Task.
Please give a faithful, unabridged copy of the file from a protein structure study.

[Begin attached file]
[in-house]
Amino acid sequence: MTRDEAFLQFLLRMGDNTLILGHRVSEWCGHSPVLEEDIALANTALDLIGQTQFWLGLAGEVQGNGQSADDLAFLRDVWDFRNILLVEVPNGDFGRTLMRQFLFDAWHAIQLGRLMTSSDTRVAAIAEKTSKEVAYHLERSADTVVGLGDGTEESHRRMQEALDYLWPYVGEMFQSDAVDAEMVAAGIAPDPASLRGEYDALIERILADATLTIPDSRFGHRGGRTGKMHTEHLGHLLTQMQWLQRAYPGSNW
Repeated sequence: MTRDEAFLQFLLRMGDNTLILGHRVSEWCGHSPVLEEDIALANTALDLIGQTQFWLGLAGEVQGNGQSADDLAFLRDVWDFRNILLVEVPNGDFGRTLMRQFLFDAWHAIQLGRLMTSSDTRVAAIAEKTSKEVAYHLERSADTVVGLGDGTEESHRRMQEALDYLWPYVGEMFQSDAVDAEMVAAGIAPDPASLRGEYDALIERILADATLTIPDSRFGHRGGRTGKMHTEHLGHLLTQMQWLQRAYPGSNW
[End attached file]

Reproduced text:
[in-house]
Amino acid sequence: MTRDEAFLQFLLRMGDNTLILGHRVSEWCGHSPVLEEDIALANTALDLIGQTQFWLGLAGEVQGNGQSADDLAFLRDVWDFRNILLVEVPNGDFGRTLMRQFLFDAWHAIQLGRLMTSSDTRVAAIAEKTSKEVAYHLERSADTVVGLGDGTEESHRRMQEALDYLWPYVGEMFQSDAVDAEMVAAGIAPDPASLRGEYDALIERILADATLTIPDSRFGHRGGRTGKMHTEHLGHLLTQMQWLQRAYPGSNW
Repeated sequence: MTRDEAFLQFLLRMGDNTLILGHRVSEWCGHSPVLEEDIALANTALDLIGQTQFWLGLAGEVQGNGQSADDLAFLRDVWDFRNILLVEVPNGDFGRTLMRQFLFDAWHAIQLGRLMTSSDTRVAAIAEKTSKEVAYHLERSADTVVGLGDGTEESHRRMQEALDYLWPYVGEMFQSDAVDAEMVAAGIAPDPASLRGEYDALIERILADATLTIPDSRFGHRGGRTGKMHTEHLGHLLTQMQWLQRAYPGSNW